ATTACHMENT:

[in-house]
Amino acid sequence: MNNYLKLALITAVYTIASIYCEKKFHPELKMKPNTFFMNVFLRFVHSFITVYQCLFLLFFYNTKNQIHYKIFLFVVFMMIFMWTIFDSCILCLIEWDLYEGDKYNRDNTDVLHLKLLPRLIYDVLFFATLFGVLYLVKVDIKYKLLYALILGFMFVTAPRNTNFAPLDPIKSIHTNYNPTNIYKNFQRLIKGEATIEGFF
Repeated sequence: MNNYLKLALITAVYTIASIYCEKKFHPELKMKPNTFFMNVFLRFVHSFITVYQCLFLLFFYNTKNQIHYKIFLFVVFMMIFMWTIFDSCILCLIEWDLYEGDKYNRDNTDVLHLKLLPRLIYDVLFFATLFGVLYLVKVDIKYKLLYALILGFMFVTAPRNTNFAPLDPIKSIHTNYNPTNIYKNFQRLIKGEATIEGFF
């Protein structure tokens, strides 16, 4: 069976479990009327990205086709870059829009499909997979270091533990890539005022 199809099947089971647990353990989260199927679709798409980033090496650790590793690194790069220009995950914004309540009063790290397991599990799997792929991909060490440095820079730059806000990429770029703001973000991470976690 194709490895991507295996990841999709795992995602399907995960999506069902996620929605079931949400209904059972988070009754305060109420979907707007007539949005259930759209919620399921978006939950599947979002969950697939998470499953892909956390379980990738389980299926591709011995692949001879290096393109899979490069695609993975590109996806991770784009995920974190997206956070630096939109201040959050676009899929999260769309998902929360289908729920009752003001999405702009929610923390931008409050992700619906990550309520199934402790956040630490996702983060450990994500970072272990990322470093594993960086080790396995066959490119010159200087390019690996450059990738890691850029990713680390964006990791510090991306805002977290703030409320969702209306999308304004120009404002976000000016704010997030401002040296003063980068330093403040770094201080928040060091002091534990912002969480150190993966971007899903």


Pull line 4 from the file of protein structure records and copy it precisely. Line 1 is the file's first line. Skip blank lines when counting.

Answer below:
């Protein structure tokens, strides 16, 4: 069976479990009327990205086709870059829009499909997979270091533990890539005022 199809099947089971647990353990989260199927679709798409980033090496650790590793690194790069220009995950914004309540009063790290397991599990799997792929991909060490440095820079730059806000990429770029703001973000991470976690 194709490895991507295996990841999709795992995602399907995960999506069902996620929605079931949400209904059972988070009754305060109420979907707007007539949005259930759209919620399921978006939950599947979002969950697939998470499953892909956390379980990738389980299926591709011995692949001879290096393109899979490069695609993975590109996806991770784009995920974190997206956070630096939109201040959050676009899929999260769309998902929360289908729920009752003001999405702009929610923390931008409050992700619906990550309520199934402790956040630490996702983060450990994500970072272990990322470093594993960086080790396995066959490119010159200087390019690996450059990738890691850029990713680390964006990791510090991306805002977290703030409320969702209306999308304004120009404002976000000016704010997030401002040296003063980068330093403040770094201080928040060091002091534990912002969480150190993966971007899903």